Family member of Remount Road deadly train crash speaks out, calls for safety improvements

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NORTH CHARLESTON, S.C. (WCBD) – We’re hearing from family members of one of the three people who died in a fatal train versus car crash over the weekend. Three people died, a fourth was seriously hurt and taken to a local hospital. Viccarra Coker says her daughter had a full life ahead of her.

Family members of Tiasia Newton spent time Monday afternoon walking the area surrounding the Remount Road railroad crossing where their family member and loved was killed in a train versus car accident over the weekend.

Newton’s family spent time walking the area, taking pictures and mourning the loss of their daughter, sibling and friend attempting to process the crash that happens just 48 hours prior taking the life of three individuals.

“It’s a lot, it’s a lot but that’s just dangerous. My baby was happy and doing very well for herself and she was riding in a car and her life is done,” says Viccarra Coker.

Newton and two others died around 3am Saturday morning after the car they were traveling in was hit by a train. Tiasia Newtown, Danielle Branton and Reshana Lambright were identified as the victims and a fourth person was taken to a hospital.

Newton’s mother Viccarra Coker says her daughter lived right down the road from the spot of the accident and had a 2-year-old child. Coker says her daughter and was living a good life and that the accident was unfair.

Coker says every time she has drove through the intersection she has felt unsafe due to the amount of traffic. She also believes safety improvements need to be made to railroad warning signs at the intersection to prevent anyone else from dying.

Local and federal officials are investigating a deadly train crash that left the three girls dead. Fire officials say they responded to the scene around 3 a-m to find a vehicle had been hit by the train.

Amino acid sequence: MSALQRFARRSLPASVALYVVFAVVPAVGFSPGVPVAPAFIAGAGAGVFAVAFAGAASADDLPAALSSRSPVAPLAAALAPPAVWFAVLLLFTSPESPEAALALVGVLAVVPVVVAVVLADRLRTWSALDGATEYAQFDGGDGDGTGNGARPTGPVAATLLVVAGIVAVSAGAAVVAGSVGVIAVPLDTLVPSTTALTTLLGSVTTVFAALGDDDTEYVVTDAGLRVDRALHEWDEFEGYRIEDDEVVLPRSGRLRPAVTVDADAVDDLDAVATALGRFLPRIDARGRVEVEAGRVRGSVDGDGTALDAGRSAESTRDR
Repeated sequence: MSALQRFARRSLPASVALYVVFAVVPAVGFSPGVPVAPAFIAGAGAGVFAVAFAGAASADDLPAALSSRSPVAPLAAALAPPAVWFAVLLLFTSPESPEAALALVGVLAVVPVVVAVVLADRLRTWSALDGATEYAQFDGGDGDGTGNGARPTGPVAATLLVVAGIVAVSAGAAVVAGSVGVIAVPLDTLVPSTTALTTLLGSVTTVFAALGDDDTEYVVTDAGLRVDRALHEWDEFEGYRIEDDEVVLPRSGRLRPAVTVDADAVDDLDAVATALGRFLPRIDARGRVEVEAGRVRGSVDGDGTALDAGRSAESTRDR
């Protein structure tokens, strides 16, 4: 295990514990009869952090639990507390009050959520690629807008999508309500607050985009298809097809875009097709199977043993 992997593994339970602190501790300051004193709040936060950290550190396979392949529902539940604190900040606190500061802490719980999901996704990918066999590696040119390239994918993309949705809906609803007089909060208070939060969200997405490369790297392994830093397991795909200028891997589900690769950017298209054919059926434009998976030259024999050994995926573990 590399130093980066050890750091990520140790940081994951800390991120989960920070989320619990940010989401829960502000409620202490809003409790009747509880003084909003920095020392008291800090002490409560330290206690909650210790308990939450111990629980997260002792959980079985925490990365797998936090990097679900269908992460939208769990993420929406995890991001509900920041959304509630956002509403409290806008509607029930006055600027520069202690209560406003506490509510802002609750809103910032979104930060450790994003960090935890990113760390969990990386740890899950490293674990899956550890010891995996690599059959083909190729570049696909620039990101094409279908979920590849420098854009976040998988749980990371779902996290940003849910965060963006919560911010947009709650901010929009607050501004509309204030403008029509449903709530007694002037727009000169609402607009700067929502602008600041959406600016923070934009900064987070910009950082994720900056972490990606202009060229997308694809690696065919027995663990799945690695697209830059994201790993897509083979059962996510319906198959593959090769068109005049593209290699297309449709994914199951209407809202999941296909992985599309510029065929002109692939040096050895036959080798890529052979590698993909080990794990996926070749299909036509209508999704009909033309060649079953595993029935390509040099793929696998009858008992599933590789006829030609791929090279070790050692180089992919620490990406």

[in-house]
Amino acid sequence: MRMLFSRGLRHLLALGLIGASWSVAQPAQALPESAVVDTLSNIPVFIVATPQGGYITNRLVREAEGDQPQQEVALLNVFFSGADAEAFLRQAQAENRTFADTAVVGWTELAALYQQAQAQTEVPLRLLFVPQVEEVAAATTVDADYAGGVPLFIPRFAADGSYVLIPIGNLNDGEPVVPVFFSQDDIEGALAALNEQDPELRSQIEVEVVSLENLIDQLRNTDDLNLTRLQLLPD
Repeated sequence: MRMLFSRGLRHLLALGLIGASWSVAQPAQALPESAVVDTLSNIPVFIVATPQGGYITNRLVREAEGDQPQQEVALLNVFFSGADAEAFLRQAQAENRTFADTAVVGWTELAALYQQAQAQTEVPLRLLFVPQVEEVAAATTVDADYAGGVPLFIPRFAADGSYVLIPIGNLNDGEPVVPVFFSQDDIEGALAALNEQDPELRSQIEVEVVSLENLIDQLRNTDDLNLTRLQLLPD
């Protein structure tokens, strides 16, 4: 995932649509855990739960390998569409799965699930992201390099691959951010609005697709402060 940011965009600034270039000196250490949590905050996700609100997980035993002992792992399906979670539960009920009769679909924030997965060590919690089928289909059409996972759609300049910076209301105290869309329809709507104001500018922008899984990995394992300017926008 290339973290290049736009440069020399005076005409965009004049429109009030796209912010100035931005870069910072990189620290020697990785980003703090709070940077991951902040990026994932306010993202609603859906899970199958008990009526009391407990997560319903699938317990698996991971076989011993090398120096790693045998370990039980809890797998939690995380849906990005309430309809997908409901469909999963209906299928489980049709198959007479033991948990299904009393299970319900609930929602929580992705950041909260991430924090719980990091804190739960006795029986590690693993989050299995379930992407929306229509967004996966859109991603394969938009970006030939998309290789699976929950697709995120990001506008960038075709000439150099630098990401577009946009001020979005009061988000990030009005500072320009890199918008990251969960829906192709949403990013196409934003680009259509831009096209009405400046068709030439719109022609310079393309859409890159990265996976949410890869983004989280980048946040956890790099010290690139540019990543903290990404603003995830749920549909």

Railroad safety officials say 50% of the state’s train crashes have happened at crossings with lights and warnings like those at Remount Road.

Between January and August of this year, there have been 35 train crashes state-wide. Saturdays crash on Remount Road is just the latest in the Lowcountry.

“You always need to expect a train, trains come on tracks at anytime, 24 hours a day,” says Janice Cowen, State Coordinator with Operation Lifesaver South Carolina.

Saturday’s crash is the first at the crossing. Cowen says drivers always need to be alert when crossing railroads.

“Look and listen for the train,” says Cowen. “If the gates are down, don’t drive around them. If the lights are flashing, make sure you are stopped and don’t proceed.”

In 2019, Cowen says there were 60 train-pedestrian crashes in South Carolina. The number dropped significantly during COVID-19 but is trending higher with more people back on the roads.

“Of the 35 crashes we’ve had this year, 15 have had injuries and we’ve had two fatalities,” says Cowen. “Again, that’s through the end of August.”

Cowen says the reason for crashes range from drivers trying to beat a train to cars getting stuck on the tracks.

“If their car is stalled or stuck, to first make sure that they get out of the vehicle whether they think a train is coming or not,” says Cowen.

Charleston County has lead the state in train crashes over the last 3 years according to Cowen. Cowen says it’s easy to get complacent with railroad crossings when you’re used to crossing them and says 50% of all accidents happen at crossing with active warnings.

“If you’re in a community with active train tracks, you may hear the train often and not think it’s at your crossing,” says Cowen.

Three people left dead and a fourth is seriously injured. Cowen says drivers have to be more aware of the warnings.

“Trains are on tracks, anytime of the day or night, everyday of the year,” says Cowen.

In a statement, Amtrak says it is cooperating with local authorities including the North Charleston Police Department as they work to identify the cause of this weekend’s crash.

The North Charleston Police Department is investigating the cause of the crash.

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